We recently published a paper clarifying the origins of a distinctive group of Ice Age horses, the New World Stilt-legged horses.  These horses have very distinctive metapodials that when you see them in the field they jump out as very thin relative to the more robust form of the common Equus lambei forms we commonly find.  Pete Heintzman, who was a post-doc with Beth Shapiro’s group and working on some of our Klondike materials in the Yukon collection along with some fossils we recovered in 2010, isolated mitochondrial and nuclear DNA from these fossils and showed that the stilt-legged horses were not related to the living Asiatic asses such as the Tibetan Kulan or Persian Onager, but rather their own separate New World branch of horses.  And importantly not just a new species, but actually a whole new genus that we call Haringtonhippus after UofA Alum and palaeontologist-extraordinaire C.Richard Harington from the Canadian Museum of Nature who first described the Yukon horses.

Pete wrote a popular version of the story here.




Bison arrival to North America

Fig. 2. Reconstructions of bison skulls based on fossils attributed to (A) a giant long-horned bison, B. latifrons; (B) a Late Pleistocene steppe bison, B. priscus; and (C) a present-day B. bison. Giant long-horned bison were significantly larger than present-day bison; adult males may have weighed in excess of 2,000 kg, which is twice as large as present-day bison, and had horns that spanned as much as 2.2 m (5758).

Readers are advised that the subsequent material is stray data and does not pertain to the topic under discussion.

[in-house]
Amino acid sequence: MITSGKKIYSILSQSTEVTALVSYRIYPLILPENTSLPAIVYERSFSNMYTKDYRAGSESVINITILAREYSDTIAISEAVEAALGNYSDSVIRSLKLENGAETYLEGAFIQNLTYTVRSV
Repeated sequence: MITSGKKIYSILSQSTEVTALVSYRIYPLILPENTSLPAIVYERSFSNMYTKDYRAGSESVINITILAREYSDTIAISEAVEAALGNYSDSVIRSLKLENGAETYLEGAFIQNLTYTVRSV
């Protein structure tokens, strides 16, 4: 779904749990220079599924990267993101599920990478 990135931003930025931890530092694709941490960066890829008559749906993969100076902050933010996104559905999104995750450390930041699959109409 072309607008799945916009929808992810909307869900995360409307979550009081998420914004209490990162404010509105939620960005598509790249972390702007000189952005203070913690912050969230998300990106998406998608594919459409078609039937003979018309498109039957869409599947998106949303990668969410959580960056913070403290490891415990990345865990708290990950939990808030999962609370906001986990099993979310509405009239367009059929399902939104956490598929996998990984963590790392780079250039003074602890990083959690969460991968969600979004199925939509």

This spring we published a paper that was a little more than a decade in the making.  We have recovered, over the years, bison fossils from a lot of localities in the Yukon and Alaska, but just what is the earliest bison record?  Well the literature is pretty muddled on the topic and based on our work over the last 15 or so years, we were pretty convinced that they don’t go beyond MIS 6.  We were able to confirm that from some excavations we did along the Old Crow River at a site called CRH12 (after C. Richard Harington, UofA alumnus and Quaternary vertebrate curator-extraordinaire (though now retired) from the Canadian Museum of Nature) that despite a very rich fauna – there were no bison.  This is consistent with our work in central Yukon, interior Alaska etc.  We never find bison younger than latest MIS 6 (or more commonly) in last interglacial (MIS 5) and later deposits.  We joined up with my frequent collaborator Beth Shapiro at UCSC to get ancient DNA from some of these early fossils, including the earliest one that we could constrain very tightly to late MIS 6 from the Old Crow area along the Porcupine River.  That fossil, not surprisingly sat basal in the tree from all other North American bison, indicating that this was indeed the earliest North American bison and sat quite close in the tree to a Bison latifrons fossil from Colorado that dated to the last interglacial.